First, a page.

Similar case without the fatal conclusion involved a Burlington officer who entered his ex-girlfriend’s home in Swanton without permission. The break-in by Officer William Drinkwine allegedly occurred in July; he was taken off duty immediately and top city officials were informed, but nothing was said publicly until charges were brought last week.

But the grand prize goes to the Rutland Police Department, which appears to have a major quality control issue on its hands.

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The Democrats’ Union Problem

Four Democratic/Progressive candidates for the House, including two incumbents, have declined endorsements from the Vermont State Employees’ Union, citing “harmful inconsistencies in the organization’s support of the Black Lives Matter movement.” (The four are Reps. Mari Cordes and Selene Colburn, and Democratic candidates Emmy Mulvaney-Stanak and Taylor Small.)

Or, to put it another way, the VSEA’s kneejerk support for its members — even the rotten apples threatening to spoil the bushel.

Protecting its members is a core mission for every union. But there can and should be exceptions to the rule. It’s really in the best interest of the union (and the labor movement) to ensure that the bad apples are removed before they harm the reputation of all its members. Kind of like when the Major League Baseball Players’ Association blocked meaningful action to address baseball’s rampant steroid problem. Was it really in the best interest of non-using MLBPA members to allow the cheaters to go on damaging the game?

No, but the PA acted on first instinct. And when the VSEA staunchly claims that all the problems in Vermont’s corrections system are on management, and asserts that its members are blameless? They’re doing the same thing. And it must be said, DOC members wield a lot of power in VSEA. So much so, that if I were a VSEA member in some other state agency, I’d be upset over the union’s inaction when scandalous behavior is unearthed at state prisons.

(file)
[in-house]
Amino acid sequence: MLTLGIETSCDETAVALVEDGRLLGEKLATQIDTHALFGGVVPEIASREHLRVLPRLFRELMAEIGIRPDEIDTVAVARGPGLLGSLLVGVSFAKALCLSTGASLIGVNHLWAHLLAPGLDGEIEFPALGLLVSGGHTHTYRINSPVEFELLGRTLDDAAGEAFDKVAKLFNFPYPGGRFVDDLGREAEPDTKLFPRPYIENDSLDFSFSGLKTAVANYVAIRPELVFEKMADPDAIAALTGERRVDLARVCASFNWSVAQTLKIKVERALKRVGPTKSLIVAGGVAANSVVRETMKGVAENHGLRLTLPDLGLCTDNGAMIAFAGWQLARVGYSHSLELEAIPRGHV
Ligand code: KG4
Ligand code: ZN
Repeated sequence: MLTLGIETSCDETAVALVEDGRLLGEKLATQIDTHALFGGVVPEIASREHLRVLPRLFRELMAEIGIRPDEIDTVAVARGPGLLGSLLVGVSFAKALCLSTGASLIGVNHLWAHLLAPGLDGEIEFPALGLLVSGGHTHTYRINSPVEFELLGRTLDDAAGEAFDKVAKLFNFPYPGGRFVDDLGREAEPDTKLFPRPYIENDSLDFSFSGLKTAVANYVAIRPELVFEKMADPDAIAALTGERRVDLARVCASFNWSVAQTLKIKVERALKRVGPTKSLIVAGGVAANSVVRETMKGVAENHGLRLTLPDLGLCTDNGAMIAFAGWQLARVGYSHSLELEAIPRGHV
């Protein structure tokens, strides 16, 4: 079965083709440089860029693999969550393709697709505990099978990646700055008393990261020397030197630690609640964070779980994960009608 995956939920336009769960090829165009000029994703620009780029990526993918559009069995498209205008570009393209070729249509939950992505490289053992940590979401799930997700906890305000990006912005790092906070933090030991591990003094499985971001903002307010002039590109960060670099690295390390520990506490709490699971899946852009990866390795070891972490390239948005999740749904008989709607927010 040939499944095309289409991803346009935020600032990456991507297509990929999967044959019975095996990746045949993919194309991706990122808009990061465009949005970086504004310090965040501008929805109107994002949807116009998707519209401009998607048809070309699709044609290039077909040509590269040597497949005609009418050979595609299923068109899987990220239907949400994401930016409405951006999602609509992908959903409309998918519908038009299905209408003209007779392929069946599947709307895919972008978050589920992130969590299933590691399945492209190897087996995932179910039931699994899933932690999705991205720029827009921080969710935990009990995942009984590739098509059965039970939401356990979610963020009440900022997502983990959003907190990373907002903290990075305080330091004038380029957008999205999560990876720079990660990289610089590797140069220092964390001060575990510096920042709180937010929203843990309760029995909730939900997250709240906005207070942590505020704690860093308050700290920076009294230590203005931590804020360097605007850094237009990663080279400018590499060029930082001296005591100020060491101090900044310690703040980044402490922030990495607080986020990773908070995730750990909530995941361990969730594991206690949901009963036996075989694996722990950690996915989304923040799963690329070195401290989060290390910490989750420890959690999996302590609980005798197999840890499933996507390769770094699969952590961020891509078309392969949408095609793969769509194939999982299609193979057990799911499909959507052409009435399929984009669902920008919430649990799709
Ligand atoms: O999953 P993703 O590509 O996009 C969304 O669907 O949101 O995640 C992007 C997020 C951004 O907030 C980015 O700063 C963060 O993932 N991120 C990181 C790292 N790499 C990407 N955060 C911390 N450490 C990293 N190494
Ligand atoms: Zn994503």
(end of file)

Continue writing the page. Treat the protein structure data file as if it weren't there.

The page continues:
This creates a dilemma for Democratic officeholders.

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When Activism Turns Antisocial

My previous post was about the merchants of Burlington’s Church Street Marketplace seeking legislative action to toughen anti-loitering and vagrancy laws — turning misdemeanors into criminal offenses. My point was that their fear and concern are understandable but misplaced. They face an existential crisis thanks to President Trump’s boneheaded handling of the Covid-19 pandemic. But the way forward is not to kick out or lock up the city’s most vulnerable; it’s to address the root causes of homelessness, substance use, mental illness, etc., in common cause with the city government, social service resources and members of the community.

Now we’ve got the inevitable egregious overreaction to the merchants’ pleas for help: a Twitter campaign urging a boycott of the merchants. One Tweeter, who shall go nameless here, warned signees “Get off the list or you’re in for a bad time.” Yeah, threats are always in season. Another pondered doing their shopping on Amazon instead of downtown retailers. The Burlington Tenants Union chimed in with support for the boycott.

Let’s stop for a moment and think about what we’re all — I hope — trying to accomplish: A city that’s compassionate, that tackles its problems in common cause, that seeks solutions that work for all its people.

The merchants are part of the Burlington community. They are taxpayers and employers. And they are currently going through a period of extreme stress. The last thing they need is a boycott. The last thing the entire city needs is a bunch of vacancies on Church Street. That would hurt the tax base and throw Burlingtonians out of work, leaving the city with fewer resources to tackle its problems.

If you won’t listen to me, perhaps you’d listen to your patron saint, Bernie Sanders.

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The Collar and the Badge